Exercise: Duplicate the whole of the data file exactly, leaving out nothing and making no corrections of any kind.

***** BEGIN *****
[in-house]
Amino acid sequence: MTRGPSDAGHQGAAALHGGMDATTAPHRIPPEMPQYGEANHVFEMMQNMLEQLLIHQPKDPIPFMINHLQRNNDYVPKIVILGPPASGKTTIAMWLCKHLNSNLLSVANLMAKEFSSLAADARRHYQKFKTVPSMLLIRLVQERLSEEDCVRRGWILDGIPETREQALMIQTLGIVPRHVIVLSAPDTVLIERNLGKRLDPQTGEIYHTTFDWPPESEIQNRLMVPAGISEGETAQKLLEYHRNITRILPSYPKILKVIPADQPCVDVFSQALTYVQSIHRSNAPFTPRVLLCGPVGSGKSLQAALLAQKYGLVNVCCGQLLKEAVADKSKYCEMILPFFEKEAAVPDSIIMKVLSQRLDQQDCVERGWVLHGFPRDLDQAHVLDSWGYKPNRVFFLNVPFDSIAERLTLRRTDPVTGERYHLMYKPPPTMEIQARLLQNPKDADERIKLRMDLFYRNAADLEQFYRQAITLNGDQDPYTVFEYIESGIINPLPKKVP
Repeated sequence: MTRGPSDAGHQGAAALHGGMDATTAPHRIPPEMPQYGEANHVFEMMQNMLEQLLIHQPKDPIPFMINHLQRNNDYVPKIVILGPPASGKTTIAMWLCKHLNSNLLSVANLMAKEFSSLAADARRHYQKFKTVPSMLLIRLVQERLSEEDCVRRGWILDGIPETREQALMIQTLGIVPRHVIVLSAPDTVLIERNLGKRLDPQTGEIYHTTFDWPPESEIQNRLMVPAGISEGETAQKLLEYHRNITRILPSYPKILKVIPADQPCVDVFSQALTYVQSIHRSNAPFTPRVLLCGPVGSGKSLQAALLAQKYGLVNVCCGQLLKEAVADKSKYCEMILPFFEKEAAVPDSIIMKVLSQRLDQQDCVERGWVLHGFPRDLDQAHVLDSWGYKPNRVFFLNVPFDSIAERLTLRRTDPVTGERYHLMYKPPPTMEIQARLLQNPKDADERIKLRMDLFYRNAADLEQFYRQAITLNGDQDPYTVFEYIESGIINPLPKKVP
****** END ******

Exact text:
[in-house]
Amino acid sequence: MTRGPSDAGHQGAAALHGGMDATTAPHRIPPEMPQYGEANHVFEMMQNMLEQLLIHQPKDPIPFMINHLQRNNDYVPKIVILGPPASGKTTIAMWLCKHLNSNLLSVANLMAKEFSSLAADARRHYQKFKTVPSMLLIRLVQERLSEEDCVRRGWILDGIPETREQALMIQTLGIVPRHVIVLSAPDTVLIERNLGKRLDPQTGEIYHTTFDWPPESEIQNRLMVPAGISEGETAQKLLEYHRNITRILPSYPKILKVIPADQPCVDVFSQALTYVQSIHRSNAPFTPRVLLCGPVGSGKSLQAALLAQKYGLVNVCCGQLLKEAVADKSKYCEMILPFFEKEAAVPDSIIMKVLSQRLDQQDCVERGWVLHGFPRDLDQAHVLDSWGYKPNRVFFLNVPFDSIAERLTLRRTDPVTGERYHLMYKPPPTMEIQARLLQNPKDADERIKLRMDLFYRNAADLEQFYRQAITLNGDQDPYTVFEYIESGIINPLPKKVP
Repeated sequence: MTRGPSDAGHQGAAALHGGMDATTAPHRIPPEMPQYGEANHVFEMMQNMLEQLLIHQPKDPIPFMINHLQRNNDYVPKIVILGPPASGKTTIAMWLCKHLNSNLLSVANLMAKEFSSLAADARRHYQKFKTVPSMLLIRLVQERLSEEDCVRRGWILDGIPETREQALMIQTLGIVPRHVIVLSAPDTVLIERNLGKRLDPQTGEIYHTTFDWPPESEIQNRLMVPAGISEGETAQKLLEYHRNITRILPSYPKILKVIPADQPCVDVFSQALTYVQSIHRSNAPFTPRVLLCGPVGSGKSLQAALLAQKYGLVNVCCGQLLKEAVADKSKYCEMILPFFEKEAAVPDSIIMKVLSQRLDQQDCVERGWVLHGFPRDLDQAHVLDSWGYKPNRVFFLNVPFDSIAERLTLRRTDPVTGERYHLMYKPPPTMEIQARLLQNPKDADERIKLRMDLFYRNAADLEQFYRQAITLNGDQDPYTVFEYIESGIINPLPKKVP